Turkey's current account deficit narrowing
Turkey’s exports hit $60 billion in the first five months a sign of the narrowing current account deficit, says Minister Çağlayan. AA photoTurkey’s current account deficit was down to $21.2 billion in the first four months of 2012, according to data released yesterday by the Turkish Central Bank.
The bank said the current account deficit dropped $8.06 billion to $21.2 billion year-on-year in January-April 2012.
“We had said we were going to bend the back of Turkey’s current account deficit. The numbers show that Turkey’s current account issue is being dropped from the country’s agenda,” Economy Minister Zafer Çağlayan said yesterday after balance of payments figures were announced.
“The $7.7 billion-dollar drop in the current account deficit from the first four months of 2011 did not surprise us. We could have witnessed an even greater drop, but the exchange rate has been a factor. Each 10 percent drop in the euro-dollar exchange rate amounts to a 4.5 percent drop in our exports,” said Çağlayan.
The minister said the fact that Turkey’s exports hit $60 billion in the first five months of 2012 and $104.5 billion over the past year was a sign of things to come and that Turkey’s current account deficit would narrow even more given the measures Turkey has been taking to lower imports in its foreign trade.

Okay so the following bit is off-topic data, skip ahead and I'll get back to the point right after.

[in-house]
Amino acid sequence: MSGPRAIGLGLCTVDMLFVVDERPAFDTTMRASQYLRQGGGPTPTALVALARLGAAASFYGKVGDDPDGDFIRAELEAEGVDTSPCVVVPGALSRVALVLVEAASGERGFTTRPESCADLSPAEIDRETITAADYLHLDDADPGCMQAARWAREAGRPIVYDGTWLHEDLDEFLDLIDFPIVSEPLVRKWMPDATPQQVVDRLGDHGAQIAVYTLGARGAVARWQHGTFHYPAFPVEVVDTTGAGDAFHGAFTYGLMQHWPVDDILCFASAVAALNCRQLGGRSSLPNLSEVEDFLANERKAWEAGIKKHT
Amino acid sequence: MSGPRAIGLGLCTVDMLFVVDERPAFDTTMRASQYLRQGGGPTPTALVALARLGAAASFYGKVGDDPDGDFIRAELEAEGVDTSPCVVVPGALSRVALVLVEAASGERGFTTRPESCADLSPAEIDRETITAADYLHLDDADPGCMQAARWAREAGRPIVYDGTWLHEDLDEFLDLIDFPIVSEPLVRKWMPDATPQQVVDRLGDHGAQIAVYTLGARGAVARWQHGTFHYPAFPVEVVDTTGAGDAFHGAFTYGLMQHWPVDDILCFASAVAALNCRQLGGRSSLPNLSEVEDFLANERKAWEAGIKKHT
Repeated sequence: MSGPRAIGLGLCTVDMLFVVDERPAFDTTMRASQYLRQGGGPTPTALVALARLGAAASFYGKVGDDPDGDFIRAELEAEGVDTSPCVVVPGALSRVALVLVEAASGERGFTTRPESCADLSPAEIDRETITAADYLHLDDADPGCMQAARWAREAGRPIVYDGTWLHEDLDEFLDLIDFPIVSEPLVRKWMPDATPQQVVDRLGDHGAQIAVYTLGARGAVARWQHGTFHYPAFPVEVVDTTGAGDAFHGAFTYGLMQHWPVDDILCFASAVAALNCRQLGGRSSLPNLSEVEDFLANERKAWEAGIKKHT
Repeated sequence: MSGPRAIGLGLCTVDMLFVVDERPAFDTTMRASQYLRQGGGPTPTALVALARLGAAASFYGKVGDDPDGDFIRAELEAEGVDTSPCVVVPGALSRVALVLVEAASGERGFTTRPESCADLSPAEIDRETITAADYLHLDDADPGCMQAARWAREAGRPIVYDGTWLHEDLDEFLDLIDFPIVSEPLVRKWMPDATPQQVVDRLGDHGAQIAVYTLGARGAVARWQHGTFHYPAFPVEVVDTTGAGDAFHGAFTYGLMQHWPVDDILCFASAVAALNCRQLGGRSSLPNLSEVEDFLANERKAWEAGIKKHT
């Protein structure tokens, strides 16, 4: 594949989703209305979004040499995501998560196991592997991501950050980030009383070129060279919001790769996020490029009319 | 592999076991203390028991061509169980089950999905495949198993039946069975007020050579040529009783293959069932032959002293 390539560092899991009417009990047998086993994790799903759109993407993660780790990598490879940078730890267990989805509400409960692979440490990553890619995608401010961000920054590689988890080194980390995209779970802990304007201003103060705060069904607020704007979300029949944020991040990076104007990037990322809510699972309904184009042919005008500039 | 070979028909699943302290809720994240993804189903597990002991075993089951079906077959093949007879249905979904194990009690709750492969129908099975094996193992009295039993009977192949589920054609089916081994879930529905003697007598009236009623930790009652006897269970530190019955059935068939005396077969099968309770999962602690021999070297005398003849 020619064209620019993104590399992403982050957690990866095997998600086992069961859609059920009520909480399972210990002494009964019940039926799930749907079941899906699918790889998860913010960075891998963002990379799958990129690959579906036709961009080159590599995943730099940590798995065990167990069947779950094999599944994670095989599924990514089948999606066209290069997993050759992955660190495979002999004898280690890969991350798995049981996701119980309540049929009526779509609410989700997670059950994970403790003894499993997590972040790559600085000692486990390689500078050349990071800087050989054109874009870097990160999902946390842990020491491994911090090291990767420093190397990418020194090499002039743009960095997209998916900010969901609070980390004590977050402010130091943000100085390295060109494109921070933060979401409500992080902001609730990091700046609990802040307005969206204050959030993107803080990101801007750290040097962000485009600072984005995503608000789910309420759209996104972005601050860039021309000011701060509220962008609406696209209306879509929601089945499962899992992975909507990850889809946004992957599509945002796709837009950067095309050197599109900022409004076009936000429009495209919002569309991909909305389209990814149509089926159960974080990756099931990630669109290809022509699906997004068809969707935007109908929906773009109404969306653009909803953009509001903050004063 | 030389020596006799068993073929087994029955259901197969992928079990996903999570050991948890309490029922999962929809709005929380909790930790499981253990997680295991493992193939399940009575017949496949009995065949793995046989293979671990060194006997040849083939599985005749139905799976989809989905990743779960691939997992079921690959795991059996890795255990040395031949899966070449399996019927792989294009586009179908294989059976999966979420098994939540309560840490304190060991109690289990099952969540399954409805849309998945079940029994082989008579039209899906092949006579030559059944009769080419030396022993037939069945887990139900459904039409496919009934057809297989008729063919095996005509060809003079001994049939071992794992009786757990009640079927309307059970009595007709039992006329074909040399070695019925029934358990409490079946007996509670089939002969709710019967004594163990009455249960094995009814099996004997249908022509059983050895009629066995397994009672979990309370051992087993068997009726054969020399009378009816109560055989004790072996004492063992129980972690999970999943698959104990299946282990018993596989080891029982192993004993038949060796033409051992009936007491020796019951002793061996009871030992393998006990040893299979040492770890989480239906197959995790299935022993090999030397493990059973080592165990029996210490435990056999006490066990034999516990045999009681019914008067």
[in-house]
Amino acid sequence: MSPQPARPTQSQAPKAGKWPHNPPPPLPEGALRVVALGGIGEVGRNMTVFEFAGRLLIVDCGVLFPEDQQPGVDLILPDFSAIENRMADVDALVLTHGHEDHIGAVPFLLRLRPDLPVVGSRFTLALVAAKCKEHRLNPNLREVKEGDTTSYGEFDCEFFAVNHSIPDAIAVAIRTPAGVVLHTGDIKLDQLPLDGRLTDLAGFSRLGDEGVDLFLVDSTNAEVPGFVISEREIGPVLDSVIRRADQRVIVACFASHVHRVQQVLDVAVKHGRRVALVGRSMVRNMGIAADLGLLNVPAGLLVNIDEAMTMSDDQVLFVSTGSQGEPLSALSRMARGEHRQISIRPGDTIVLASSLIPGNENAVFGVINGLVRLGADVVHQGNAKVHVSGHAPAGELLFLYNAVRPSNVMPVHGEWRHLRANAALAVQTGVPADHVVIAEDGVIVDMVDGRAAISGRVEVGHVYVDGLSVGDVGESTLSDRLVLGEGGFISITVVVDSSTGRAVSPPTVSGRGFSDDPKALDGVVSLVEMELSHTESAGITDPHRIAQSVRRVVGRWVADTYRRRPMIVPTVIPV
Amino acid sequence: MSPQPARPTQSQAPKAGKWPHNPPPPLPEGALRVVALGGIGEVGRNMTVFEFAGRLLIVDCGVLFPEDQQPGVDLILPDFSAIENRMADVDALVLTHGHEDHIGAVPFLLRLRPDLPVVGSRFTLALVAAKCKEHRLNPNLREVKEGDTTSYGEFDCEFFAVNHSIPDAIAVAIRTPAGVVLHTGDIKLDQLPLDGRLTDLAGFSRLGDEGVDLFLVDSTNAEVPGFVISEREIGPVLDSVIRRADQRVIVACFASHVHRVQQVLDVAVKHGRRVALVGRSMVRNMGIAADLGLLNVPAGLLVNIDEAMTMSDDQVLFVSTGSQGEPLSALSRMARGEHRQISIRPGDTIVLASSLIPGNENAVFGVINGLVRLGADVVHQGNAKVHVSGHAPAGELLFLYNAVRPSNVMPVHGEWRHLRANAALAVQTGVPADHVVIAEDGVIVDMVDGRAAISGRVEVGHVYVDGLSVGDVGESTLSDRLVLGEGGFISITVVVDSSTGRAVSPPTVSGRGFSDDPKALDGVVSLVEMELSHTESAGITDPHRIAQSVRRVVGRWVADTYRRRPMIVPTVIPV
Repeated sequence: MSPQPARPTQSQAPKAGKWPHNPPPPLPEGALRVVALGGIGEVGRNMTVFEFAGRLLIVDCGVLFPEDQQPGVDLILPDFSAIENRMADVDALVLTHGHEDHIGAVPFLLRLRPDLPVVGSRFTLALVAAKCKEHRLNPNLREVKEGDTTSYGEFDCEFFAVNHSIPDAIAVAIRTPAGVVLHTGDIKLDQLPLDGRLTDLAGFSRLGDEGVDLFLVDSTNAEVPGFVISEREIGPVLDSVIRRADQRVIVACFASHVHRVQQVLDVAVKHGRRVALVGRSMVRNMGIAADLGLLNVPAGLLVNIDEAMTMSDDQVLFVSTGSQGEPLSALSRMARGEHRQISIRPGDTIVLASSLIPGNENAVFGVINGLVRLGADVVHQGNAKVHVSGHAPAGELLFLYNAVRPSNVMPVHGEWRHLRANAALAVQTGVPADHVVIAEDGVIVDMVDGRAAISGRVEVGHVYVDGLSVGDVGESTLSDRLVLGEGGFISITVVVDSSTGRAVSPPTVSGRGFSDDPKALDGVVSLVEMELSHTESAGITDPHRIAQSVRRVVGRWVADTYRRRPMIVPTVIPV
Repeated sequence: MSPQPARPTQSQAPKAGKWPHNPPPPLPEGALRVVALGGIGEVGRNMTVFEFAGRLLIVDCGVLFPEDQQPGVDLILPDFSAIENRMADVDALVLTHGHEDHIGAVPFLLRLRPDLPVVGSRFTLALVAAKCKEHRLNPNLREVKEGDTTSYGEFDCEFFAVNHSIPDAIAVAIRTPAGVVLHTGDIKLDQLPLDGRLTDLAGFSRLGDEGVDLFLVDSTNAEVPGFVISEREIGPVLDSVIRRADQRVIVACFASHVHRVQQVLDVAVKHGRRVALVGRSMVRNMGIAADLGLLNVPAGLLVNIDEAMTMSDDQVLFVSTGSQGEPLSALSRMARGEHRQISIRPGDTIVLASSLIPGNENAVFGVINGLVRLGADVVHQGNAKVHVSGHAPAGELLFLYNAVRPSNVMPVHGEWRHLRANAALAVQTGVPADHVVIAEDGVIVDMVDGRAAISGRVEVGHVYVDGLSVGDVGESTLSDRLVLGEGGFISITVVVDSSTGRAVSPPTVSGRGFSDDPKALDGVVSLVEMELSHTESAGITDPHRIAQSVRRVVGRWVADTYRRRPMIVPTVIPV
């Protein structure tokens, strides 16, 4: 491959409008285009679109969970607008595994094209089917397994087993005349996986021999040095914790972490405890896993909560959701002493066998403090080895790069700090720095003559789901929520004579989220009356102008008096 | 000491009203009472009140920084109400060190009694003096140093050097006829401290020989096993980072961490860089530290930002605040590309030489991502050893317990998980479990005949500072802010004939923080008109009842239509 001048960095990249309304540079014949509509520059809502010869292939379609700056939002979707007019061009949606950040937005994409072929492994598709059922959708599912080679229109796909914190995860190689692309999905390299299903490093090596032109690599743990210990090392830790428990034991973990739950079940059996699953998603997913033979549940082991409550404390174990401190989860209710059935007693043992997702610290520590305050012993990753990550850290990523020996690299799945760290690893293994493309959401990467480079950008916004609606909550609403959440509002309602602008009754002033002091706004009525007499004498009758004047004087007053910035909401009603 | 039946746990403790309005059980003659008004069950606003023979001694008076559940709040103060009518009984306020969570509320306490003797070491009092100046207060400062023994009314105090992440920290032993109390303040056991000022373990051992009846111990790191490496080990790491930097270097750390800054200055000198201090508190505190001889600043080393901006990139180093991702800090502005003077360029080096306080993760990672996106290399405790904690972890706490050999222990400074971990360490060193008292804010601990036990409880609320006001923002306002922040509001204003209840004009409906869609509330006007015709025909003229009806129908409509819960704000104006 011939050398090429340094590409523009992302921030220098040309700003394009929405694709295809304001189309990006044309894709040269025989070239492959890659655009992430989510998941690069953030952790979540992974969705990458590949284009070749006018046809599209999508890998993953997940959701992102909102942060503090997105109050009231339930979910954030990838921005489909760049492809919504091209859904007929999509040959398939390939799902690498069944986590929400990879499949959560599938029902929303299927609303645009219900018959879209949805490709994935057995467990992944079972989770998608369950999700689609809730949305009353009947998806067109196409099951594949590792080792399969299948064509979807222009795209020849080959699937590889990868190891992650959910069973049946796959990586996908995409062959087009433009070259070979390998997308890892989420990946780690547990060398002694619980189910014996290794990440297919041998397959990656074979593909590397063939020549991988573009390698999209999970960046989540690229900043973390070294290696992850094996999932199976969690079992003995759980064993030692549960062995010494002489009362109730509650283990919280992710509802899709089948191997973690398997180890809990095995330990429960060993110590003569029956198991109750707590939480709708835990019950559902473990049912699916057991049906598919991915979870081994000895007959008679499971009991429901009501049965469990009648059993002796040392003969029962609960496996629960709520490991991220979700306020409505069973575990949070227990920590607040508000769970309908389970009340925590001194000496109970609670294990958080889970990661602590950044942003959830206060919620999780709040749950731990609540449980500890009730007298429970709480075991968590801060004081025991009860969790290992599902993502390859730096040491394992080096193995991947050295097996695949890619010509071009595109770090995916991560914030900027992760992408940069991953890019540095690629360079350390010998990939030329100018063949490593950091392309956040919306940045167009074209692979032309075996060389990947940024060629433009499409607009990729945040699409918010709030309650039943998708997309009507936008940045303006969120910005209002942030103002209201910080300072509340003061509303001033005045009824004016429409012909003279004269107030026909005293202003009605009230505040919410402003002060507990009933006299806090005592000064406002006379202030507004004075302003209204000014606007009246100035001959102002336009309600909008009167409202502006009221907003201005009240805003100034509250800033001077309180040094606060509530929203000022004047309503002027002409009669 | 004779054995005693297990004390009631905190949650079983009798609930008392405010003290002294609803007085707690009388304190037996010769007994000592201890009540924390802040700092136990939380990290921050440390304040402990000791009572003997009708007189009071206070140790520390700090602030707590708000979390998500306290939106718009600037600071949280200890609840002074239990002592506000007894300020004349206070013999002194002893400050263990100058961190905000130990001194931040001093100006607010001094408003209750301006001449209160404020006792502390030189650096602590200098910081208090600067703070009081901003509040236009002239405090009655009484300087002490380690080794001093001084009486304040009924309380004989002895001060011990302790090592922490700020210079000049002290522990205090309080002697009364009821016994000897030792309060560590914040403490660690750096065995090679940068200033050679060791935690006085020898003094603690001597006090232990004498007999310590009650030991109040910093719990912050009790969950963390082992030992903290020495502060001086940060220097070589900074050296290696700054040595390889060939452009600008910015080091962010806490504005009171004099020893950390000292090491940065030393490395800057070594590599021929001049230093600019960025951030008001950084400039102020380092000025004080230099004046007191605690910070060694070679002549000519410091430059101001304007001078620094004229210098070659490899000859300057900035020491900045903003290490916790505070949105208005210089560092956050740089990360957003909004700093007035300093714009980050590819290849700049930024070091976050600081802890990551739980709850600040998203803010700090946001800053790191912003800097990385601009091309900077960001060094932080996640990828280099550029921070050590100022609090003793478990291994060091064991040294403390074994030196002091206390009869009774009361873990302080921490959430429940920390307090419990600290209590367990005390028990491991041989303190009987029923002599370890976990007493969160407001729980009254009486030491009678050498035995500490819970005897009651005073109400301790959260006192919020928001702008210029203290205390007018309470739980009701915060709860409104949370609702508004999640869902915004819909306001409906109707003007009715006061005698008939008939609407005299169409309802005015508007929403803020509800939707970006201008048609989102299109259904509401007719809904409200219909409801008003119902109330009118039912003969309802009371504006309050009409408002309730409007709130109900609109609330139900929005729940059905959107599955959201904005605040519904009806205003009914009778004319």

Lower fuel prices
A report for investors published yesterday by Garanti Bank stressed that petrol prices after peaking in March, fell after April from $126 to $98 and that this was one of the factors leading to the narrowing of the current account deficit. As a result, the note read, Turkey’s 2012 current account deficit could be lower than the full year $70 billion expectation.
Vakıfbank Economic Researches also agrees that the recovery in Turkey’s balance of payments is continuing. The bank said in a note to investors yesterday that it was hopeful to see a fall in Turkey’s current account deficit as it signaled an improvement in a structural problem, which is the economy’s main weakness. “However, the facts that the gap is still being financed by short-term capital, also called hot money inflow, and direct investments have been meeting only some 17 percent of the gap since April 2010, show that risks from the financing should not be overlooked,” the bank said.
The drop in the current account deficit was mainly triggered by the decreasing foreign trade deficit, which narrowed by $6.5 billion to $21.9 billion in the first four months of the year. Revenue in the service sector was up $708 million to $2.9 billion, while expenditures fell $729 million to $2.7 million. Under the services account, travel revenues fell to $4.1 billion while travel expenditures dropped to $1.1 billion in the period in question.